In a speech by Bill Rammell, the UK higher education minister, the Blair government showed a willingness to consider the teachings of radical Islam in universities. Here are some excerpts from a bending-over-backwards speech where Rammell calls for more oversight:
We know that race hatred, racial separatism and anti-Semitism are espoused by the far Right Christian sects. These are manifestly in my view ludicrous as interpretations of Christianity. That is well understood in our country. But when our society thinks about Muslims, we don't apply the same set of rules. It is much less well understood that extremist Muslim sects are at odds with the mainstream. …
both the deployment of extremist ideas, and the failure to understand that these are the views of a tiny minority, can harm the ability of Muslims to engage in debate. Extremism and inflated reporting of extremism when it occurs I think are a huge problem for Muslims in our society. … Correcting these misunderstandings seems to me a fundamental objective for all of us, Muslim and non-Muslim alike. It has to be a fundamental part of a strategy of isolating the extremist fringe. …
perhaps the most surprising thing that I have come to conclude in recent months is that the quality of teaching of Islam that takes place in our universities needs to be improved. There are weaknesses in the way young Muslims are educated about what their faith really requires. … there is a concern that the teachings which the great majority of Muslims would want to stress about living in peace, protecting the vulnerable, avoiding harm to others, are sometimes sidelined.
There is reason to think that in some cases students are being exposed more than any of us would like to wrong-headed influences, under the name of religion. In particular, exposed to teachings that either explicitly condone terrorism, or foster a climate of opinion which is at least sympathetic to terrorists' motivation. I am worried about this; so are colleagues in Government; so above all are Muslims that I have spoken to. It is an issue that has come up time and again. …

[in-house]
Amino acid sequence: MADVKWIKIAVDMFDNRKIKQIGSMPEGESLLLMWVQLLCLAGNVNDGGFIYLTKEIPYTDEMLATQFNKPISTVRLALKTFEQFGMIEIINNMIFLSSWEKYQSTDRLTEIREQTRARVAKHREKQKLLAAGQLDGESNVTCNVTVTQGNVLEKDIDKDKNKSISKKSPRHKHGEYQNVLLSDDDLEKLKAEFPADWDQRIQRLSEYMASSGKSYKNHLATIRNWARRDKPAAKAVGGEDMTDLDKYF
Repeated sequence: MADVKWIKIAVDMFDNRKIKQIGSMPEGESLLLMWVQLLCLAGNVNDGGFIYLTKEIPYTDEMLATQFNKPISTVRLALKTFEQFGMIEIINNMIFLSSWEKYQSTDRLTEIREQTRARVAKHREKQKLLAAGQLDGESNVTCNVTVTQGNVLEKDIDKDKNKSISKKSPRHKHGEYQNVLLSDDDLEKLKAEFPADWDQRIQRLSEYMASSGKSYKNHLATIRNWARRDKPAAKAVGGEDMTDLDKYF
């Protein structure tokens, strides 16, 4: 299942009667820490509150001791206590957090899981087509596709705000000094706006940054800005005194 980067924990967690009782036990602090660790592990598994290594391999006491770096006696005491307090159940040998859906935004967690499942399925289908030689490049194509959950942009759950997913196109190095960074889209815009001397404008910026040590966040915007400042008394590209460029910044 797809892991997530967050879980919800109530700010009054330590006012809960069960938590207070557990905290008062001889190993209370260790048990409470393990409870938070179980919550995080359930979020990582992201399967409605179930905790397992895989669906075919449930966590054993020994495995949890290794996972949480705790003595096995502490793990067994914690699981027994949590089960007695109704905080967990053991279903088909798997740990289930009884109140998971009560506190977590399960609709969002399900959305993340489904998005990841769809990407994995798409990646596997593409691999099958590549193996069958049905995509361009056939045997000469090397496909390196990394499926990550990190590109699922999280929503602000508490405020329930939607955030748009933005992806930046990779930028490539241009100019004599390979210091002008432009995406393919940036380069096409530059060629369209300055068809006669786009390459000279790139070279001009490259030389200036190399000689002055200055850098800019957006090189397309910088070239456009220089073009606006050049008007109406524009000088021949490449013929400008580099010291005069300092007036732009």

There is evidence that unhelpful narrow interpretations of Islam are available to many young people. Now I do not want to dictate course content, but I would like to be satisfied that what is available for students is not too constrained. We all surely want to see religiously-oriented courses that are not restricted to narrow interpretations of belief that fuel extremism. We need to look at the content of other courses in the arts and humanities. We need to look at the nature of the spiritual advice that young students have access too, and how this can be improved.
I am therefore intending to seek further advice which will help us all to understand what is going on; to look at what improvements can be made; and to make recommendations about how central Government, local communities, the funding councils and educational institutions can work together to improve things
Comment: We'll see if this speech leads to any improvements, but at least it shows the recognition that a problem exists. (May 15, 2006)
Related Topics: Academia, Middle East studies, Muslims in the United Kingdom, Radical Islam
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